Understanding Stages of Child Mental Development - childevelopment.net

Understanding Stages of Child Mental Development


A woman sitting on a bed

Identifying and understanding the different child mental development stages is important as this allows parents to properly care for their children. Identifying the stages of development is also imperative in helping to choose the right type of treatment as well as education for your child. Knowing these stages helps you be prepared to provide the best possible care for your child.

Which Are The Development Stages Of Your Child?

A birthday cake

The first four development stages are perimenopause, puberty, pregnancy and child birth. Each stage has specific challenges associated with it and the child at each stage experiences special physical and mental changes. Perimenopause is the final part of a woman’s menstrual cycle and is often a difficult time for a young child as they transition from childhood to adolescence. During this stage a woman may experience hot flashes, moodiness and hair loss and may also notice a reduction in facial or body hair.

Growth is the process by which children grow and reach adulthood. Children reach this stage of development between approximately two to five years old. During this time they begin to demonstrate an interest in reading, having social skills and asking questions. Some children at this point may even start speaking. Some of the most common symptoms associated with growth are a child who ask a lot of questions, seems curious but does not have an inclination to learn, is a leader in class and plays with a group of peers.

Stage One – Pre-Teen

A group of people looking at a laptop

 At this stage a child may still be sleeping, playing, eating, potty training and walking. A child may be sitting, standing or walking across the floor. They will begin to exhibit self-directed play and may attempt to build and develop one or two self esteem skills such as being self-confident, a strong sense of purpose or working with a team. They will usually participate in a lot of team building activities.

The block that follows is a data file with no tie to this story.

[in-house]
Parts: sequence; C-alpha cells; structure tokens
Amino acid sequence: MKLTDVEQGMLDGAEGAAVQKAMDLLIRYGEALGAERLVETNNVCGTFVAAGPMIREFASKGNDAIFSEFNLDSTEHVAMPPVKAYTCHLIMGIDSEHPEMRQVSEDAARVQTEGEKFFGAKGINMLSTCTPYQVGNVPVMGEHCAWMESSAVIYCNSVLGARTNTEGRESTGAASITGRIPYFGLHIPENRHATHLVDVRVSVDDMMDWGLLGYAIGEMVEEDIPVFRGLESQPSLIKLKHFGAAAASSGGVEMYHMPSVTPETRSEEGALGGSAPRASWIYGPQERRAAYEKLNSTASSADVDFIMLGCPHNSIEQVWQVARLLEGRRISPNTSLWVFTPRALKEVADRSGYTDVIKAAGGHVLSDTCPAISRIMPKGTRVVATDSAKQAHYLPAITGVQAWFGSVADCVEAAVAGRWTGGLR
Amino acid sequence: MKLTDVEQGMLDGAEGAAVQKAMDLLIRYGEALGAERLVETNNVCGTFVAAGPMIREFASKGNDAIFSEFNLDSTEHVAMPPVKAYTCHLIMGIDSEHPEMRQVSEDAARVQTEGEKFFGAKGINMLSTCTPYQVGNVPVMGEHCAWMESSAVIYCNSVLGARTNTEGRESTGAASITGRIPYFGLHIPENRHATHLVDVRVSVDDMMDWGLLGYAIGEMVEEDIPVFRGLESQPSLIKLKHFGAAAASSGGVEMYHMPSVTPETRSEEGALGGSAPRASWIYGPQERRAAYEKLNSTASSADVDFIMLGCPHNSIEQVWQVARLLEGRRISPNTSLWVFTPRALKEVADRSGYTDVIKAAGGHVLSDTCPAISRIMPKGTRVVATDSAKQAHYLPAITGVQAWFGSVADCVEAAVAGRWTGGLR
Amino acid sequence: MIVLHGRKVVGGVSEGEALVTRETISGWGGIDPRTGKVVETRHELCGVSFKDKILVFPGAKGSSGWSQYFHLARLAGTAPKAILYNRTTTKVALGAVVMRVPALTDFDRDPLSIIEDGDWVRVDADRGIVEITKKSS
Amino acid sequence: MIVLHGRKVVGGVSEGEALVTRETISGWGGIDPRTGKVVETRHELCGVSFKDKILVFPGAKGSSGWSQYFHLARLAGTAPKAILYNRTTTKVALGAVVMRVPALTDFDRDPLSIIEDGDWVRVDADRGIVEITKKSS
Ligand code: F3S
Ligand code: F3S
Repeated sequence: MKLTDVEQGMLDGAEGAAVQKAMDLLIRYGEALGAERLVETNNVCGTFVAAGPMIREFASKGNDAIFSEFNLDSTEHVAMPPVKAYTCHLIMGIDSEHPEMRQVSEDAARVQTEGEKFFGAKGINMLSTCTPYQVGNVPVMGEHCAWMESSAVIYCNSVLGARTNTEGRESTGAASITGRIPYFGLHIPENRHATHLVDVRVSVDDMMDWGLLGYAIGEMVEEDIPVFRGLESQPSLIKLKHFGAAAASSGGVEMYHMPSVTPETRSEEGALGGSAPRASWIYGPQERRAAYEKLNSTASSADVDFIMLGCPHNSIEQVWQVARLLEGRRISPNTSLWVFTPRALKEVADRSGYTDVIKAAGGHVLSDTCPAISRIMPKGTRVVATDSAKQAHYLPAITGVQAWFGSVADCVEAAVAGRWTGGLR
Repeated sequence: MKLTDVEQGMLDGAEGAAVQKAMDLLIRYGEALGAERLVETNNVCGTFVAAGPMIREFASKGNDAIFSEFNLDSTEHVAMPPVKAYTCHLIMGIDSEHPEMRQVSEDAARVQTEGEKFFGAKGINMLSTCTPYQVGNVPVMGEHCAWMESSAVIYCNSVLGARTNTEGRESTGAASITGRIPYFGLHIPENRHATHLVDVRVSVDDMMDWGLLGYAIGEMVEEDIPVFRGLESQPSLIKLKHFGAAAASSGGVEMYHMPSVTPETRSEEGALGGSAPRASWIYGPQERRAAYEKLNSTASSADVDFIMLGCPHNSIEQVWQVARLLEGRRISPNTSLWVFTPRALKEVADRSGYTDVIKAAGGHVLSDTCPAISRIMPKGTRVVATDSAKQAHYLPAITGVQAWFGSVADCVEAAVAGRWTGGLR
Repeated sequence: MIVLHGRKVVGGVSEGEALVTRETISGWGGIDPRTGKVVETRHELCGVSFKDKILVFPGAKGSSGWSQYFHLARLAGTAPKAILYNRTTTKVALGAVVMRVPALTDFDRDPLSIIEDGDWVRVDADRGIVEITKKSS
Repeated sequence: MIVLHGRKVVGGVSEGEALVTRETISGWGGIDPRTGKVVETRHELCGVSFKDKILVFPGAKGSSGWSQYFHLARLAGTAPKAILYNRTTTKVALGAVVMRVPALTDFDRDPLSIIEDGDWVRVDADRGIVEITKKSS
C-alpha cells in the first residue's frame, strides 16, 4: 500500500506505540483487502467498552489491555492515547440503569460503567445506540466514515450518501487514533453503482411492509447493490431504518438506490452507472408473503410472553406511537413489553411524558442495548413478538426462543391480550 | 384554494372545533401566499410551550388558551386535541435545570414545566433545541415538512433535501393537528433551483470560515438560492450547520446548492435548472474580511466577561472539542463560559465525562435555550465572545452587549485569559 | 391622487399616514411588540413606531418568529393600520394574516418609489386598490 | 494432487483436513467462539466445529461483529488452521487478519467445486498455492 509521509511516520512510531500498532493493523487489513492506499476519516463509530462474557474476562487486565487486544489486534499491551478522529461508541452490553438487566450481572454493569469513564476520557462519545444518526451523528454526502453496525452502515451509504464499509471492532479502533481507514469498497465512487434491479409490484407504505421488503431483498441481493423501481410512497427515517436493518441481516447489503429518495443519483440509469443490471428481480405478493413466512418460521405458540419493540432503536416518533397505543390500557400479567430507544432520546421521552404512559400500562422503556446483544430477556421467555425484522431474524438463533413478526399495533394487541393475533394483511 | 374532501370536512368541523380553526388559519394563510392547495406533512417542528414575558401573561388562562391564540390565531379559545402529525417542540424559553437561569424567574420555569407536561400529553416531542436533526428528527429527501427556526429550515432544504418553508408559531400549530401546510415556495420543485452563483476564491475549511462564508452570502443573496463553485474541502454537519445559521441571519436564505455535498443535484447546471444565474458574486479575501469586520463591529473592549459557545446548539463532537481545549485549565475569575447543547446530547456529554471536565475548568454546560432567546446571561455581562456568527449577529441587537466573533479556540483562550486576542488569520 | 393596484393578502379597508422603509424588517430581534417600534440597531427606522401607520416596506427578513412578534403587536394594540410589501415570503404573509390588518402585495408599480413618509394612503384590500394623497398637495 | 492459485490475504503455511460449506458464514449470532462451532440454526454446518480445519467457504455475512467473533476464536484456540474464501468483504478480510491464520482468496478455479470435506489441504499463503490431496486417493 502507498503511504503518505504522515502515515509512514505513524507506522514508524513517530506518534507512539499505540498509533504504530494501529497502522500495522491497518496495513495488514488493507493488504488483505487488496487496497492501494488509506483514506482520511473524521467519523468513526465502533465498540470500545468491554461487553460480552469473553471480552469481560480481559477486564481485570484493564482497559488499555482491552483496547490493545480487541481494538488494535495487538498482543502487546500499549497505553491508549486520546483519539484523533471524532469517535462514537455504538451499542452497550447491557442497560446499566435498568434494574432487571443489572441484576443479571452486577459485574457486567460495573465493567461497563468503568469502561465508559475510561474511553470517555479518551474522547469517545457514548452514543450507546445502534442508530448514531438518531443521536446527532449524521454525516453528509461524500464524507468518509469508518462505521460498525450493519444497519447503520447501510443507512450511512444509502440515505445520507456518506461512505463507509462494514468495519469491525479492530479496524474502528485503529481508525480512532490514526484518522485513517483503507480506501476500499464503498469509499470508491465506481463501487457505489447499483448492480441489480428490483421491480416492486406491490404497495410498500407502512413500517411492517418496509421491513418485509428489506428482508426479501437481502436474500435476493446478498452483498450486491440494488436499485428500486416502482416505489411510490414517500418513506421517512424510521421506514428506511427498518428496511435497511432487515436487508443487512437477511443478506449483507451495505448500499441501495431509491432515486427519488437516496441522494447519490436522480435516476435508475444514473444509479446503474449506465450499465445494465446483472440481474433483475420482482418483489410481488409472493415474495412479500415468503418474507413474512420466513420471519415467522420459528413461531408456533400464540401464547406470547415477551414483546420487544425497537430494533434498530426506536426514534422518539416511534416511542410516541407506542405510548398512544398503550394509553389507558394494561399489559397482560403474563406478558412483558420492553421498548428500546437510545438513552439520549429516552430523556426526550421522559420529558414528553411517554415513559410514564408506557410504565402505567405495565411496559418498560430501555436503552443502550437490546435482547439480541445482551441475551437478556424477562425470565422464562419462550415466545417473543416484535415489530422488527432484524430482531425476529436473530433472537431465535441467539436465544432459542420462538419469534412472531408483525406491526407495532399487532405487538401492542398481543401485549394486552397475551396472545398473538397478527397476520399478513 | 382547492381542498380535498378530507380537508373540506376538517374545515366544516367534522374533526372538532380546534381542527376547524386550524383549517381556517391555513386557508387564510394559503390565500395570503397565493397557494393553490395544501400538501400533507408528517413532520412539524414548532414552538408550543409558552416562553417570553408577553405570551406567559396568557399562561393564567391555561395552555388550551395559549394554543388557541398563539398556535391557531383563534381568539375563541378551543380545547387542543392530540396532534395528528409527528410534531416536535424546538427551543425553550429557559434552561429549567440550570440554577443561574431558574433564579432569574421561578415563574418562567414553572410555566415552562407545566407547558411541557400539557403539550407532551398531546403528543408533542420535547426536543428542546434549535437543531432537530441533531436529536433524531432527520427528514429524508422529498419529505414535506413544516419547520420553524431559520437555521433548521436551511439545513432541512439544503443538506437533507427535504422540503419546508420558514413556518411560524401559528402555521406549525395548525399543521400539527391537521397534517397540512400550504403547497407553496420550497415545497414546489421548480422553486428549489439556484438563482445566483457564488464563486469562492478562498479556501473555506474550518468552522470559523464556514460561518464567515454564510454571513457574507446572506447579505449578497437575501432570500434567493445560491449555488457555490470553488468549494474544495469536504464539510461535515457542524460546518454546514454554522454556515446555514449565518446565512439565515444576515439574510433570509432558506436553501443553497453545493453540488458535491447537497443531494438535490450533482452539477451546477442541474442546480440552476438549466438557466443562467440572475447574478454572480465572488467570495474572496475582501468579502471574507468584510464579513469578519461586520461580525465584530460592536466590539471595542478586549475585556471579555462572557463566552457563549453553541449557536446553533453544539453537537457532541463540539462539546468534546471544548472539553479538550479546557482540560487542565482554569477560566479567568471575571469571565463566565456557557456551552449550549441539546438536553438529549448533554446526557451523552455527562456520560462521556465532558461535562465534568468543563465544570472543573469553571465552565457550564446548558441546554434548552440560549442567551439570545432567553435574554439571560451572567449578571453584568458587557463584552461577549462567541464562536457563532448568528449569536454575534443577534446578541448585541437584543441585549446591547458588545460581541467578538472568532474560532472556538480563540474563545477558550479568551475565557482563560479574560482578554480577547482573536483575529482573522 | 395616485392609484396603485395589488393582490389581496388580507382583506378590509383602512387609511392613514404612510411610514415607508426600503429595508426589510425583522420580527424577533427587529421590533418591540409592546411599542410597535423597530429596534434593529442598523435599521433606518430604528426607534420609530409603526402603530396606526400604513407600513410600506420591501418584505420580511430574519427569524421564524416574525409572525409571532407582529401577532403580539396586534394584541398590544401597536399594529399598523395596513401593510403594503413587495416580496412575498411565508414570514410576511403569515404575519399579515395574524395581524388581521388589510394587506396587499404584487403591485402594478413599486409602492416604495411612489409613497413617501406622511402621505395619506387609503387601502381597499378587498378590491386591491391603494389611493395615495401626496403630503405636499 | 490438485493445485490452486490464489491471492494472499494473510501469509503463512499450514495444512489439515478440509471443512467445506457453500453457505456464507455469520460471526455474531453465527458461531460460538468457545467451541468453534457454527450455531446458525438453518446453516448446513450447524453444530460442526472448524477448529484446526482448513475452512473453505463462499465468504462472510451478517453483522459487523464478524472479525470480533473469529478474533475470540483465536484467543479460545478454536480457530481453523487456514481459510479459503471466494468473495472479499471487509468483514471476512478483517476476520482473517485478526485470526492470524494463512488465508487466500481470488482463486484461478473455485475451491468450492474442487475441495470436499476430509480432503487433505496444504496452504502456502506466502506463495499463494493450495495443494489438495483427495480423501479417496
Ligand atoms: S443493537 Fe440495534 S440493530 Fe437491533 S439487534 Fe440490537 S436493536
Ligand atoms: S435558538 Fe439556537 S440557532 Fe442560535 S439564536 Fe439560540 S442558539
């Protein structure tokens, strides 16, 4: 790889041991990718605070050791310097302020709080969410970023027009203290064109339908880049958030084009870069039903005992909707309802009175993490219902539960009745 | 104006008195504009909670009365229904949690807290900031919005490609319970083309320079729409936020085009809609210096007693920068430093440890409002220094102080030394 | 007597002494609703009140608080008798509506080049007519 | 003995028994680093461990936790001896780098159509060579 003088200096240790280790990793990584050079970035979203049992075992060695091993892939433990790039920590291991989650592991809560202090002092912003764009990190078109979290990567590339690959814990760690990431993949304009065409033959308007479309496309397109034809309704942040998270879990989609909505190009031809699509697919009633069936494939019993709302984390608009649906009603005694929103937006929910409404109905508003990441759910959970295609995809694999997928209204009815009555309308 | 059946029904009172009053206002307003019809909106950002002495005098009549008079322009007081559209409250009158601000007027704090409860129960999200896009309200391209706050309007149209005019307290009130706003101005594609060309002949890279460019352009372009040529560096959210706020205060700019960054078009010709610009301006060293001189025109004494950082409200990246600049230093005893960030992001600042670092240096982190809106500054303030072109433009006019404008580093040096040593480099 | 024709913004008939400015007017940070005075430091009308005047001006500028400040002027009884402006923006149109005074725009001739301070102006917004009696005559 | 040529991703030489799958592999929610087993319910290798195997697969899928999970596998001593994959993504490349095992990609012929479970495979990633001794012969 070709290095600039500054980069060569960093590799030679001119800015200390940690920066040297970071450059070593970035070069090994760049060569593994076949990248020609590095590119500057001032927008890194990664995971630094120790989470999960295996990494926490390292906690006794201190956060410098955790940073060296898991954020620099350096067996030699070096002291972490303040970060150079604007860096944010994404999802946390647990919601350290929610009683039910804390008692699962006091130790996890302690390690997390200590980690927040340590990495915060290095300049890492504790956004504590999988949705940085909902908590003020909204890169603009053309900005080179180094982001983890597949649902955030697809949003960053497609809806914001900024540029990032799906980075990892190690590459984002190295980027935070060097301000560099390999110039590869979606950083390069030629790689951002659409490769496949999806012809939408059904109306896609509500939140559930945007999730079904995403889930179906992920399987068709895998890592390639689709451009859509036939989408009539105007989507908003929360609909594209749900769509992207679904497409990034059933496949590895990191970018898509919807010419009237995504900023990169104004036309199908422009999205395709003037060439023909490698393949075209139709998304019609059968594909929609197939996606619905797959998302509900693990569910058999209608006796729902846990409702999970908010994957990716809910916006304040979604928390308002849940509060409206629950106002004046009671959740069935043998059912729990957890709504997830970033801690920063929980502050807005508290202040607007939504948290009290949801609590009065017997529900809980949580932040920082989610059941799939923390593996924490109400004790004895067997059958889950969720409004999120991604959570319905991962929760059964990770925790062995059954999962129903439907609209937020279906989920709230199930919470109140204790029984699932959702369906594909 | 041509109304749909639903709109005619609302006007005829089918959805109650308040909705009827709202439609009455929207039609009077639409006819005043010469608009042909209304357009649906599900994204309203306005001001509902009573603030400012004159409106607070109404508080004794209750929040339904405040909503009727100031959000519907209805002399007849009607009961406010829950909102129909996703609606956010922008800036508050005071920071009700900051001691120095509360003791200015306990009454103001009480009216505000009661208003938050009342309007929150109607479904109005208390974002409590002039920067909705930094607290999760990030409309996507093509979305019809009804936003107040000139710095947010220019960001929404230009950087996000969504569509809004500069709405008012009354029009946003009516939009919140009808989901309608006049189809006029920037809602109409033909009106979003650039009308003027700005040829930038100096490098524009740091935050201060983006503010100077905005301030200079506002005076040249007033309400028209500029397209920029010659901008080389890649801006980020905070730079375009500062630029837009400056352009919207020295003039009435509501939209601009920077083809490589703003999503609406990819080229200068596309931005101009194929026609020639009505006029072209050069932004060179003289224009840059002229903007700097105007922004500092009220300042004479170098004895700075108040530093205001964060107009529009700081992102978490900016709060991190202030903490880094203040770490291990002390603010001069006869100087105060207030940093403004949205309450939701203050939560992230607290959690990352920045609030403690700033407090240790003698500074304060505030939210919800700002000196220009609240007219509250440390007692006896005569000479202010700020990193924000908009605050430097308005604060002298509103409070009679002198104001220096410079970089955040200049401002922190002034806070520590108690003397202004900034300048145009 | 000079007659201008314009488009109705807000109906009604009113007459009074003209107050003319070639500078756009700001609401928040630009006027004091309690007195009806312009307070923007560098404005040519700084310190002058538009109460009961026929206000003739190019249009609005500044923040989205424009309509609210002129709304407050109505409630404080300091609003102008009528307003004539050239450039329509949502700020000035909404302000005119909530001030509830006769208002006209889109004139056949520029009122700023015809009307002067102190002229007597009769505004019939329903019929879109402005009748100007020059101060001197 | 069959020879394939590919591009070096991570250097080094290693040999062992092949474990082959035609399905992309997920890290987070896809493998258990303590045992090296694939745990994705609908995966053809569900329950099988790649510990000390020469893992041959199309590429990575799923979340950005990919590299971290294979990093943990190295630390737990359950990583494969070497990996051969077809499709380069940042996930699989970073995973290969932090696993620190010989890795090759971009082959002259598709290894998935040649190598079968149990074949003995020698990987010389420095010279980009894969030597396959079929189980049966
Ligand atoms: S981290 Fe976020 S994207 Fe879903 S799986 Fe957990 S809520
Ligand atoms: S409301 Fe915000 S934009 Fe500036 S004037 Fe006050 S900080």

Stage Two – Adolescent

 During adolescence a child will begin to become more sociable, confident and well balanced. They will begin to show an interest in sports, music, art and games. They will be more mature and responsible. Relationships will be more mature too. During this stage, children are also beginning to start forming long term friendships.

Stage Three – Teen

During the teenage years a child continues to grow emotionally and develops mental growth. The teen years are a time when peer pressure is more intense and they will be less likely to have good relationships. However, they can have positive relationships if the child chooses to. A teenager will spend a lot of time in school learning about their education and choose to remain on top of things.

Stage Four – Adult

The adult stage of development is an important time for a child to begin developing mentally. A child who reaches adulthood will have achieved a lot of developmental goals. They may have reached self-esteem and confidence and be able to live a successful life. The adult child may think carefully about what they want to do with the rest of their lives.

It is important for parents to understand the different stages of child mental development. This allows them to recognize any changes in their child. If a child seems confused, doesn’t know where they stand or seems shy, seek help. Don’t wait for your child to hit the absolute bottom. This will only set the stage for failure in the future.

Child psychologists can help you monitor your child’s mental, physical, and emotional development. They can identify the stages of adolescence. They can identify which areas need the most attention. If your child is at a mild stage, they may recommend a parent-teacher facilitator relationship.

Final Thoughts

At this stage the child is still young and needs time to get used to adults and social situations. They may have difficulties making friends. They may be trying to form appropriate relationships with their peers. The child may also be trying to establish who they are as an individual. All of these things are normal. It is important to remember that the child will outgrow all of these things and be ready for the next stage of life.

Subscribe to our monthly Newsletter